• How do Christians respond to this atrocity in the public square through politics and the courts?
  • The Church must grasp that many of those who hear the gospel are those who have participated in this act in one way or another.  How do we reject the act yet call them to repentance and faith in Jesus?
  • The Church must be ready to remember that each of us is a utter sinner apart from the grace of God.
  • Yet we also must be faithful to the commands in Ephesians 5:11, “And do not participate in the unfruitful deeds of darkness, but instead even expose them.”  Such a difficult balance.
  • Finally we must see that the ultimate way to attack this great evil of abortion is through the gospel message.  Only when dead hearts are made alive by the Spirit and people truly trust and follow their Lord will we see change.

Keeping It in Perspective 12/30/2014

Just read a powerfully written post by a young woman listening to her husband call hospice for her.  We end this year in various life situations and if we are not careful we begin to think that ours is the greatest or most difficult.  These little posts are to keep everything in perspective.  Here is a bit of what she wrote:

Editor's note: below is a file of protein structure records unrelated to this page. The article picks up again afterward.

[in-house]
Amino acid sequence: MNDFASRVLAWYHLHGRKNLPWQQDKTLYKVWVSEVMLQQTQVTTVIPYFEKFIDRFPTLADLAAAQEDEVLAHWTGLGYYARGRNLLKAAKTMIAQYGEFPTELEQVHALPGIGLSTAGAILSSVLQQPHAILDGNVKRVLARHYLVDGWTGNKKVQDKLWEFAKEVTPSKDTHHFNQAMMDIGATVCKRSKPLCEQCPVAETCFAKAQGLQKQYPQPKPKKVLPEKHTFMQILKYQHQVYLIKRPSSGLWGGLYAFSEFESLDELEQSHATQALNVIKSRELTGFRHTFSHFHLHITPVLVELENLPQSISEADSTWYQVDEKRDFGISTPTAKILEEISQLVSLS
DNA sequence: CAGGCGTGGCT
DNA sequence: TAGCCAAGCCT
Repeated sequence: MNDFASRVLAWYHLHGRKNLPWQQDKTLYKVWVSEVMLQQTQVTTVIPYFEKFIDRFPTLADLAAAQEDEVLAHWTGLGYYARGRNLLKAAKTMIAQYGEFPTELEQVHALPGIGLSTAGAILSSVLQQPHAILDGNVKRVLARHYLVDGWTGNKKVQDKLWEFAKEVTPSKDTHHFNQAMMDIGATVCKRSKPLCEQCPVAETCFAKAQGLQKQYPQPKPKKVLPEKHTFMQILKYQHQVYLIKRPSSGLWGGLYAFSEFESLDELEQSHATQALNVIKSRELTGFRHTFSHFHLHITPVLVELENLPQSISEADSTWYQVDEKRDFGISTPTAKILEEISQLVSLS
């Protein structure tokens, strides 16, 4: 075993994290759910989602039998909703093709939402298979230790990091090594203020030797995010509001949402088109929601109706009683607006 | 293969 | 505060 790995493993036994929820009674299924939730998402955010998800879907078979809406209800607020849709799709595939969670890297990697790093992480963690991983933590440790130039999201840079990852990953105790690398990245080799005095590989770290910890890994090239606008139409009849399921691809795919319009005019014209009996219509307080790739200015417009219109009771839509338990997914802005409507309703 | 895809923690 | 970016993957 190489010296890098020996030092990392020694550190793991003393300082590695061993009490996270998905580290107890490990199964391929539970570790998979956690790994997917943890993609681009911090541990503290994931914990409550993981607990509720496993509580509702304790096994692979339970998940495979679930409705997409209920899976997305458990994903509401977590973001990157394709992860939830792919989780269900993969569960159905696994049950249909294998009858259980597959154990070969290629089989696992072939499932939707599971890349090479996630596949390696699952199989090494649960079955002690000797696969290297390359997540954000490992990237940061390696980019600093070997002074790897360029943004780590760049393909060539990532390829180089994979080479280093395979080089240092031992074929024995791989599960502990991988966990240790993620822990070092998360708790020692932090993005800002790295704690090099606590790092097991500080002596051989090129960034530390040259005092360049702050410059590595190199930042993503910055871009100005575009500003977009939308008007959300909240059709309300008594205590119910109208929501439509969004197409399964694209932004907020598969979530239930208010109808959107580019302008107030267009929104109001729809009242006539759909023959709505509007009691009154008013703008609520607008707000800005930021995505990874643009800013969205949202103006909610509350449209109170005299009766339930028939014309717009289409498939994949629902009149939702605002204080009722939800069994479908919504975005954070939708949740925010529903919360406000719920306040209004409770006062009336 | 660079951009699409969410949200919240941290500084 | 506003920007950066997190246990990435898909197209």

So, there it is. My little body has grown tired of battle and treatment is no longer helping. But what I see, what I know, what I have is Jesus. He has still given me breath, and with it I pray I would live well and fade well. By degrees doing both, living and dying, as I have moments left to live. I get to draw my people close, kiss them and tenderly speak love over their lives. I get to pray into eternity my hopes and fears for the moments of my loves. I get to laugh and cry and wonder over heaven. I do not feel like I have the courage for this journey, but I have Jesus- and He will provide it. He has given me so much to be grateful for, and that gratitude, that wondering over His love will cover us all. And it will carry us- carry us in ways we cannot comprehend. It will be a new living and trusting for many in my community. Loving with a great big open hand to my story being the good story- even when it feels so broken.